What isn't true, though is that this guarantees that her offspring will be fantastic. There's a lot of talk in the Interwebs that when she and 2007/2008 Horse of the Year Curlin mate, they will produce the next Pegasus. Take, for example, Billy Finley:
The next stop will be a farm somewhere in Kentucky and a date with Curlin. Want to get really ahead of ourselves? The foal should debut sometime during the 2013 meet at Saratoga before winning either the Spinaway or Hopeful.Putting aside the fact his date is wrong (if she retires after 2010, as his article suggests, her first foal wouldn't hit the track until 2014), it's just wrong to think that because she's great, her foals will be great. If anything, history has proven the exact opposite. Let's take a look at how well the offspring of arguably the greatest fillies of the past 30 years have fared. We've excluded horses that died before they could breed (Go For Wand, Ruffian) and those that retired too recently to have much of a sample size (Azeri, Ashado). To make this manageable, we're only focusing on North American horses.
All Along--13 foals to race, none did anything.
Bayakoa--4 foals, none of which did anything.
Dance Smartly--This Canadien filly foaled 2 winners of the Queen's Plate and another stakes winner in 9 foals.
Genuine Risk--only successfully carried 2 foals to term, neither raced.
Heavenly Prize--9 foals to race, 2 of which were solid: Good Reward won a couple of Grade 1's on the turf and over a million dollars, while Pure Prize won almost half a million bucks. Neither horse was ever considered for an Eclipse Award, but both had their moments.
Life's Magic--14 foals, the only one who did anything was Simon Pure, who was in the money in a couple of stakes races.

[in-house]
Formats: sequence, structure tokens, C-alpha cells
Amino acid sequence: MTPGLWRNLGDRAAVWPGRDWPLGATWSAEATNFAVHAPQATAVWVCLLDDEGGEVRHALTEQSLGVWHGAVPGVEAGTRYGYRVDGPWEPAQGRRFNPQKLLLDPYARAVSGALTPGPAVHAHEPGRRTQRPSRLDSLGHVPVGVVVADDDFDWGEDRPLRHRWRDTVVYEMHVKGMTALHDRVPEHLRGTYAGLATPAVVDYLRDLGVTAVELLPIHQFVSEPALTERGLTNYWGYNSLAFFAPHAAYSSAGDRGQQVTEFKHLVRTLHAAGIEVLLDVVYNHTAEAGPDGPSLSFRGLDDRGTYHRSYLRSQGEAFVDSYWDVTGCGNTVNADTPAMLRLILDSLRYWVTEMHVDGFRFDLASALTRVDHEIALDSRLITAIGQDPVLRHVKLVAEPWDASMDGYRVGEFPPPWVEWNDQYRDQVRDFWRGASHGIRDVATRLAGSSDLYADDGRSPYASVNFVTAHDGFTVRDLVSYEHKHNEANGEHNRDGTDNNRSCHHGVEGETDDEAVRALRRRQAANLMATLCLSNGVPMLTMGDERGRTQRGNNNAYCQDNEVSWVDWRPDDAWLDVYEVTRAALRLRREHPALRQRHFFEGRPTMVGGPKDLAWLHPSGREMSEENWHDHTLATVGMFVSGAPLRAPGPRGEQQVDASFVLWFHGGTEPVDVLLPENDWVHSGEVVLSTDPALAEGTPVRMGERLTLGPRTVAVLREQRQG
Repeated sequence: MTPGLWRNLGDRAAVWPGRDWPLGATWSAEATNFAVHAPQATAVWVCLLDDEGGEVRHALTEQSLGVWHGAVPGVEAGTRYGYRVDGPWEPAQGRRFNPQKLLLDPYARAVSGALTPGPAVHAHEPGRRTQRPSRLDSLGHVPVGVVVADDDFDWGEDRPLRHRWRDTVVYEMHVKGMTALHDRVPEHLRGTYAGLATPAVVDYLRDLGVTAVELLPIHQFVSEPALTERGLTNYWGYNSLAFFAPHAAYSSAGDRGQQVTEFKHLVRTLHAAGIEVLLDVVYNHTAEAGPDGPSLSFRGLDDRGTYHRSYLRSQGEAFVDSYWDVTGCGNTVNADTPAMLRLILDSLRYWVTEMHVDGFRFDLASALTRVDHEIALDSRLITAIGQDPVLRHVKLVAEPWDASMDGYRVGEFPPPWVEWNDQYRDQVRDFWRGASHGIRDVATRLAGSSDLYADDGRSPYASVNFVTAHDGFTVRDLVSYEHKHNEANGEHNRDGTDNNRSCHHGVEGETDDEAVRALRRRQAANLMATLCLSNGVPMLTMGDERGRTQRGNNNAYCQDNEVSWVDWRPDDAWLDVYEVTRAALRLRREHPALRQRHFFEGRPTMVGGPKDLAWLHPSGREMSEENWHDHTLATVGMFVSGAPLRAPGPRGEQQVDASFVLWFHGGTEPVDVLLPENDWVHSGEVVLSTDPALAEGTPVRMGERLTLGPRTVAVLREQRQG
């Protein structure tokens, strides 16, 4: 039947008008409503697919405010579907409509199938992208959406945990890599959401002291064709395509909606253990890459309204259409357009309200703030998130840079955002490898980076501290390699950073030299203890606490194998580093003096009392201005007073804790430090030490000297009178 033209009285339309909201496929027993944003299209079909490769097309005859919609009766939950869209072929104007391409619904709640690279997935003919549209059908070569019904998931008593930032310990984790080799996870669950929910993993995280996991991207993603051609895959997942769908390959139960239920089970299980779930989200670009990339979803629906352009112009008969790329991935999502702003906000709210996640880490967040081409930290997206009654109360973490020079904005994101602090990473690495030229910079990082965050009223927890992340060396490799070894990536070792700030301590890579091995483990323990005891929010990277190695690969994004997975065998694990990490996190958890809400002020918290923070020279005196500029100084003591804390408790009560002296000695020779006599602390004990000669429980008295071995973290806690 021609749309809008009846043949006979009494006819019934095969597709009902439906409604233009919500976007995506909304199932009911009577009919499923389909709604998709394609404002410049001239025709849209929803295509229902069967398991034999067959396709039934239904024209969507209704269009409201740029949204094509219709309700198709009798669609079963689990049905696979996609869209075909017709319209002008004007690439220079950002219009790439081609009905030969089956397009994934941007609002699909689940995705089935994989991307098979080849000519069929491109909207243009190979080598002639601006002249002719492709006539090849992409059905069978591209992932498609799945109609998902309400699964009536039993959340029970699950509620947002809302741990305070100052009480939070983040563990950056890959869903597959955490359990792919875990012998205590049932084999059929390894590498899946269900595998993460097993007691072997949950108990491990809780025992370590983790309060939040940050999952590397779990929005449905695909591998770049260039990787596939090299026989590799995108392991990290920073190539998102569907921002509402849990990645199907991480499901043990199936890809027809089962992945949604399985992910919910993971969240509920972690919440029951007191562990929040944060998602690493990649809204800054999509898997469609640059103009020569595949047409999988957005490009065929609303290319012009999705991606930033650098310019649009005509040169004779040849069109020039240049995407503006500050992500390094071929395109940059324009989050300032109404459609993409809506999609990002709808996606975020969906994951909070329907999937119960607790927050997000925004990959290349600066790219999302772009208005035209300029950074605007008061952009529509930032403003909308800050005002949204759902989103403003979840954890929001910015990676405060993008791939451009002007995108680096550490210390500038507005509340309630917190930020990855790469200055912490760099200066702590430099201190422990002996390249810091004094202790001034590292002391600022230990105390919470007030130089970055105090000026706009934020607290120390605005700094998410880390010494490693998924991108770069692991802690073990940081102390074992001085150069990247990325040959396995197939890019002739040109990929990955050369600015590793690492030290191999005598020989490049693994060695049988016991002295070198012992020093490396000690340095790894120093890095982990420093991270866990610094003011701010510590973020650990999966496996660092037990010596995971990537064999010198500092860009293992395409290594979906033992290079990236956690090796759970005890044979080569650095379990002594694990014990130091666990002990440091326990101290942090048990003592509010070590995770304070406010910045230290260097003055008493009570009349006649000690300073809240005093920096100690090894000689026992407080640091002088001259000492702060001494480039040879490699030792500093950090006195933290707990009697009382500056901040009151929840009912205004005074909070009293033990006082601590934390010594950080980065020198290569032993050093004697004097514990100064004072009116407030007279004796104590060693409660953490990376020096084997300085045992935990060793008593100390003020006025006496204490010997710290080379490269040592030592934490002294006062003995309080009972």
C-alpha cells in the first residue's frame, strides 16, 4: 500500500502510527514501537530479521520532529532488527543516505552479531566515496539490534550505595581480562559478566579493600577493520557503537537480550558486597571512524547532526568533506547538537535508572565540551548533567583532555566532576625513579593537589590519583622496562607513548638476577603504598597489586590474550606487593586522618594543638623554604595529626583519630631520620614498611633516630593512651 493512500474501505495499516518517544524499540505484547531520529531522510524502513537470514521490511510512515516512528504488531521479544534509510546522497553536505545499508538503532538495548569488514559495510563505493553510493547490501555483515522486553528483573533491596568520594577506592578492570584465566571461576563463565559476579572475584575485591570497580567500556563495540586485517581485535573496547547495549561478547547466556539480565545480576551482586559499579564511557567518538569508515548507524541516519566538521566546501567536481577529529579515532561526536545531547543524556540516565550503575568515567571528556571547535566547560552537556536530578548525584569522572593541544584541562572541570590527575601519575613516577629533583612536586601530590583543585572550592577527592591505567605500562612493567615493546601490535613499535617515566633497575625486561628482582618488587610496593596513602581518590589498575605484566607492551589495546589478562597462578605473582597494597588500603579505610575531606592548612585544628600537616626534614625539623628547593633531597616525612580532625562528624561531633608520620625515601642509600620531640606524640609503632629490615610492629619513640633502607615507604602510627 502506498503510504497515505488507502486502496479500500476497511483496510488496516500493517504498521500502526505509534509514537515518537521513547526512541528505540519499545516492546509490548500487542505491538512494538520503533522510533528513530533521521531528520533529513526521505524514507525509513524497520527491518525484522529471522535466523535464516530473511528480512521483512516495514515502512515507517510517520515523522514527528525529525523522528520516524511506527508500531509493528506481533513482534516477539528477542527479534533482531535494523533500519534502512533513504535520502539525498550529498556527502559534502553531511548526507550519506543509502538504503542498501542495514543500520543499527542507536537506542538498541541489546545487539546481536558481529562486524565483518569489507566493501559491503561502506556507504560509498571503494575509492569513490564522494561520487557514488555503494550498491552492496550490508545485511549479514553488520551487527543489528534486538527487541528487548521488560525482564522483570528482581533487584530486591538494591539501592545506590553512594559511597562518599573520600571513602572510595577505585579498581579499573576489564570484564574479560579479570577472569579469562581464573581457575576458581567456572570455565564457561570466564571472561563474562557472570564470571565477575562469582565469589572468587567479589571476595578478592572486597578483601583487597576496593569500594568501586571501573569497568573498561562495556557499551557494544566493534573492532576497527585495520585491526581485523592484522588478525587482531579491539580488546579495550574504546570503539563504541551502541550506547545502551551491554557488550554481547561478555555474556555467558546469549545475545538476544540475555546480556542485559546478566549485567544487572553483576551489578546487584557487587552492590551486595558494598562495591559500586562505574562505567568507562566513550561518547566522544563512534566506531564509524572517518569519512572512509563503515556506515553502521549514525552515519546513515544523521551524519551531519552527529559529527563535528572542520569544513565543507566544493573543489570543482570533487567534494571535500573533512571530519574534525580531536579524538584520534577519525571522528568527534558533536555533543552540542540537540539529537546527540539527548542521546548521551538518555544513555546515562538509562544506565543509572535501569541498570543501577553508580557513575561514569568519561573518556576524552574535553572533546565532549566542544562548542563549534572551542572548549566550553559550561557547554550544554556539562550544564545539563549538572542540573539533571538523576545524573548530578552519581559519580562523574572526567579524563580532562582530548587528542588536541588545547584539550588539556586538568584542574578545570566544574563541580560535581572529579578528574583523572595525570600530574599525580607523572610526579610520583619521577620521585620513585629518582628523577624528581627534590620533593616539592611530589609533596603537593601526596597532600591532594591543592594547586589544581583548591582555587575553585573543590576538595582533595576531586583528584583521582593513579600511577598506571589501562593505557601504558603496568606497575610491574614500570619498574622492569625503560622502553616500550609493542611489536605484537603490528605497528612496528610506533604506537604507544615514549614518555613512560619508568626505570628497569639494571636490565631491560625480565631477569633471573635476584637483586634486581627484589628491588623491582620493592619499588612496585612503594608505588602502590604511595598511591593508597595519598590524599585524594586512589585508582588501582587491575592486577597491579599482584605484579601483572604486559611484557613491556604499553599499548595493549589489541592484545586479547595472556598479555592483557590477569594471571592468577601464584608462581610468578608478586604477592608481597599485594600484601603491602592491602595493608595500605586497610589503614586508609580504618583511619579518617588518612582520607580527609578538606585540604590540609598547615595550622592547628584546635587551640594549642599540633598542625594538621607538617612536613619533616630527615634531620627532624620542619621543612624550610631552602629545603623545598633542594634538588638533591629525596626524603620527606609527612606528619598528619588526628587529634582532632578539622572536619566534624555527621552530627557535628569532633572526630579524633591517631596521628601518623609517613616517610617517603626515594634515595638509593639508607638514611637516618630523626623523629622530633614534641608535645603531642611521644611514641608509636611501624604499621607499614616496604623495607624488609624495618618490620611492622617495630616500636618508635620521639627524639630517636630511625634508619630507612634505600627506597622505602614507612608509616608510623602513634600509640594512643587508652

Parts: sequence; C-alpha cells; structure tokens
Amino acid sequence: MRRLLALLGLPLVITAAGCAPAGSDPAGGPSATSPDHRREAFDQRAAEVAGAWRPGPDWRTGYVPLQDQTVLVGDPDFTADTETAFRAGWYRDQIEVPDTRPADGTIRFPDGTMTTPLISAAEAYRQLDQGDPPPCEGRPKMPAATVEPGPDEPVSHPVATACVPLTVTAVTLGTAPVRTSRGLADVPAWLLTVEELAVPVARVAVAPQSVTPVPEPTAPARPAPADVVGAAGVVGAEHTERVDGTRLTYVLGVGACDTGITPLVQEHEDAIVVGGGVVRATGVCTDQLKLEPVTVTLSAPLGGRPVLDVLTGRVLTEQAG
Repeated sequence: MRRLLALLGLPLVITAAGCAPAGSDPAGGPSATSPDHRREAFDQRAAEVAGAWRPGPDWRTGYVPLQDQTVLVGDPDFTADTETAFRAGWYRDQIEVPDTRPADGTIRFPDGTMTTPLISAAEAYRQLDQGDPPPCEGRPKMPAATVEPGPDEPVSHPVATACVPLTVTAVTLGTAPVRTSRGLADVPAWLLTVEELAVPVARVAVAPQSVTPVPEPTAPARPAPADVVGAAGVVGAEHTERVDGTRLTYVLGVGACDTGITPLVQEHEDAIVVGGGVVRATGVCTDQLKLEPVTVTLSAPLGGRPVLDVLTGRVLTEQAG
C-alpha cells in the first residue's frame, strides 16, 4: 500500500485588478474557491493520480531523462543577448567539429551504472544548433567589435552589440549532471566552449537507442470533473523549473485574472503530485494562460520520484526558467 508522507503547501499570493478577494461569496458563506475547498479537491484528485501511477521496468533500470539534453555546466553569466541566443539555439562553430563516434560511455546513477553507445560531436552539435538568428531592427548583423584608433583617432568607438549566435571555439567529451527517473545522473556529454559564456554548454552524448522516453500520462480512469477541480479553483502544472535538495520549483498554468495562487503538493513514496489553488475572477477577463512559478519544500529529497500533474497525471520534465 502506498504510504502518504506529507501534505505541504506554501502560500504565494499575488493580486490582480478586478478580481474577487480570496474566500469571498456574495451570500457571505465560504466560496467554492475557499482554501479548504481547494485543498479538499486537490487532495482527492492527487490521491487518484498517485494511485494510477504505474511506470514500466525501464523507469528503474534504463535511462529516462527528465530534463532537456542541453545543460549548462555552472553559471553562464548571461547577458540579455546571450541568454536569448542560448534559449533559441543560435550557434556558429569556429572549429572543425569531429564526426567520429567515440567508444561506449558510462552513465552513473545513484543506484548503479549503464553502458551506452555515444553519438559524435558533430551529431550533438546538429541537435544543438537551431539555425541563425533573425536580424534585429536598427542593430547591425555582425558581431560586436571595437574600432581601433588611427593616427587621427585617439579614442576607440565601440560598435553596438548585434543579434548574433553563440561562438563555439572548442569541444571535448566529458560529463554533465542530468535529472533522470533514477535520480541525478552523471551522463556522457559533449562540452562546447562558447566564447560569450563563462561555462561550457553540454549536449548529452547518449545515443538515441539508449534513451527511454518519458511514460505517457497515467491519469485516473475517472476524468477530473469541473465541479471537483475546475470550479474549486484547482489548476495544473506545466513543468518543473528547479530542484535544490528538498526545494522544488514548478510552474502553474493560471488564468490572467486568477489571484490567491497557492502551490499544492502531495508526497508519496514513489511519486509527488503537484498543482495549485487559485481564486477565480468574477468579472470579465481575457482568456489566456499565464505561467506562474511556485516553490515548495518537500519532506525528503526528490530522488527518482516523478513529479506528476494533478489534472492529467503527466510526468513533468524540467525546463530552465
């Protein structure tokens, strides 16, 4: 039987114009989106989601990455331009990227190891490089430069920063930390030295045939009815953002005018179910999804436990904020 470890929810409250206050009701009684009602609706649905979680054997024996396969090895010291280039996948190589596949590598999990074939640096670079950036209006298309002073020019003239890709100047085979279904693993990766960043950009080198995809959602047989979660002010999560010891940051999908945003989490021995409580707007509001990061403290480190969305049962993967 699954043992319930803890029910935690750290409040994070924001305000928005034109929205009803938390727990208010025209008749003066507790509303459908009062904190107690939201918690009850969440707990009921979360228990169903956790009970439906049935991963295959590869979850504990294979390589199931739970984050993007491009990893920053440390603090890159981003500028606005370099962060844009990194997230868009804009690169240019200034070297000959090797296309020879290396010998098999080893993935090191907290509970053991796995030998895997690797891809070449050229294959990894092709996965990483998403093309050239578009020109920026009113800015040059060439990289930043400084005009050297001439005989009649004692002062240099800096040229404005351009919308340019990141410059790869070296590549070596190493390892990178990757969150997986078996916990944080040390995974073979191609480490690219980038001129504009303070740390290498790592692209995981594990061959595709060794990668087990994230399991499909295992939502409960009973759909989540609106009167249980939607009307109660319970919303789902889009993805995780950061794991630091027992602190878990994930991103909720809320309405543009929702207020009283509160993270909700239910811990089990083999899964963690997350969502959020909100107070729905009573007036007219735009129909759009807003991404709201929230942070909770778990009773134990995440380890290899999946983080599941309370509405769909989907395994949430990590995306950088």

Open Mind--2 foals, one of which did well in Japan.
Paseana--1 foal, who never raced.
Personal Ensign--The best of this group by a mile. She foaled My Flag, a multiple G1 winner and the 1995 BC Juvenile Fillies winner (who foaled multiple Grade 1 winner Storm Flag Flying); Miner's Mark, who won the JC Gold Cup and Traditionally, the winner of the Oaklawn Handicap. Additionally, she foaled Our Emblem, a consistent stakes horse (who sired 2002 Derby winner War Emblem) and a couple of other useful horses in Proud and True and Salute. And still, she had 3-4 foals who did little or nothing.
Princess Rooney--7 foals, one of which won over $100,000.
Serena's Song--9 foals to race with varying success. Grand Reward and Harlington earned money, but were never world beaters. Serena's Tune and Sophisticat were oddly managed and may have been better than they appeared on track.
Sky Beauty--7 foals, none of which did anything of note.
Winning Colors--10 foals to race, only two of which won over $100,000, and both of them did it in Japan, where the purses dwarf ours, making the comparison difficult.
From this group of leading ladies, we've got 96 foals, which have produced a total of 7 Grade 1 winners, i.e., a 7.3% batting average on being a very good horse. (It's probably notable that 4 of the G1 winners came from Heavenly Prize and Personal Ensign, which are regally bred fillies from the Phipps family.) At best, therefore, Rachel Alexandra is a 50/50 shot to produce a single Grade 1 winner, and there's a pretty good chance that her offspring will be anonymous. Remember, Serena's Song did great against the boys too, and hasn't produced anything that's contended for a title. What's to make us think that Rachel Alexandra is any different?